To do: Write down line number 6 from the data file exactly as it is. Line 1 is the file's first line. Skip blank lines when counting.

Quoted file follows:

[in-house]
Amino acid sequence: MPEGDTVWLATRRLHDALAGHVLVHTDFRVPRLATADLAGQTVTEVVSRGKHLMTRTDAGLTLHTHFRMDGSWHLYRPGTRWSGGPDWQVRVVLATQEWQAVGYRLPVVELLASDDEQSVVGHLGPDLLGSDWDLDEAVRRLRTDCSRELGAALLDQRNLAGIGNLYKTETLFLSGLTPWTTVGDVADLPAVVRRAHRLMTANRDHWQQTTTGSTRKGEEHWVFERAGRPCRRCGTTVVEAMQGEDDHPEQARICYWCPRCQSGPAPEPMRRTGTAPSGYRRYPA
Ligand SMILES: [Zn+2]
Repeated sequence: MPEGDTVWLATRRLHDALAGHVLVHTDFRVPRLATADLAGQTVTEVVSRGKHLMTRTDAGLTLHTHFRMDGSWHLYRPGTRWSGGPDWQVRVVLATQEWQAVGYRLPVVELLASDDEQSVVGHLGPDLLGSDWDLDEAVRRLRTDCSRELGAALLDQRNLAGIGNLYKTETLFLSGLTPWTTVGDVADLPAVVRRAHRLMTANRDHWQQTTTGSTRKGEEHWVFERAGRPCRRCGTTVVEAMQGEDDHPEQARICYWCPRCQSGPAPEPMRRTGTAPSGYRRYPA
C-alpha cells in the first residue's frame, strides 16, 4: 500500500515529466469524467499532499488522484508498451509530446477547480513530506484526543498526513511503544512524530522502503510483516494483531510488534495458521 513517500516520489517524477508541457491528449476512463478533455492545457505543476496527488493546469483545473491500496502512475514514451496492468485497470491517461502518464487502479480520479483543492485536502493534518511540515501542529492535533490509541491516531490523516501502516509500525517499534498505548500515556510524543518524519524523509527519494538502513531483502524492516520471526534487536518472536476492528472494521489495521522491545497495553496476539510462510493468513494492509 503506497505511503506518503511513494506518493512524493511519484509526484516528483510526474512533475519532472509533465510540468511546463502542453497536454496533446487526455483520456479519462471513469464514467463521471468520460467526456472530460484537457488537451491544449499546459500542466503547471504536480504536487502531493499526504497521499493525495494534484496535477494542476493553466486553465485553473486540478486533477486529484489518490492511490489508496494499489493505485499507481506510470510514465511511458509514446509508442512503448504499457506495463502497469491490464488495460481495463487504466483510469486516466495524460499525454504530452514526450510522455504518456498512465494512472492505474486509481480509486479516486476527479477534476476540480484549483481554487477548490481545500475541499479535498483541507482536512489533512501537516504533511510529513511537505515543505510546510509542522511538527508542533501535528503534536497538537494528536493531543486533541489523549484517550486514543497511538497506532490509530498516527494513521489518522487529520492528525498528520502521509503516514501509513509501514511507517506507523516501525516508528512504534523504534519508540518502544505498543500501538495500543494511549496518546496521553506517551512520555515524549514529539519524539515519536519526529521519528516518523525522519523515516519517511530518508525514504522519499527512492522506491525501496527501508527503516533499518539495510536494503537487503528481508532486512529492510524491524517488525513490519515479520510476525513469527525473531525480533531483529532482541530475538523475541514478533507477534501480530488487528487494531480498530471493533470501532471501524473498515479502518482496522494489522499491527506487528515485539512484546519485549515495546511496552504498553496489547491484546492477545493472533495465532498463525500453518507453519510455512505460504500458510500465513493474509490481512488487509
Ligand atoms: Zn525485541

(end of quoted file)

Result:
Ligand atoms: Zn525485541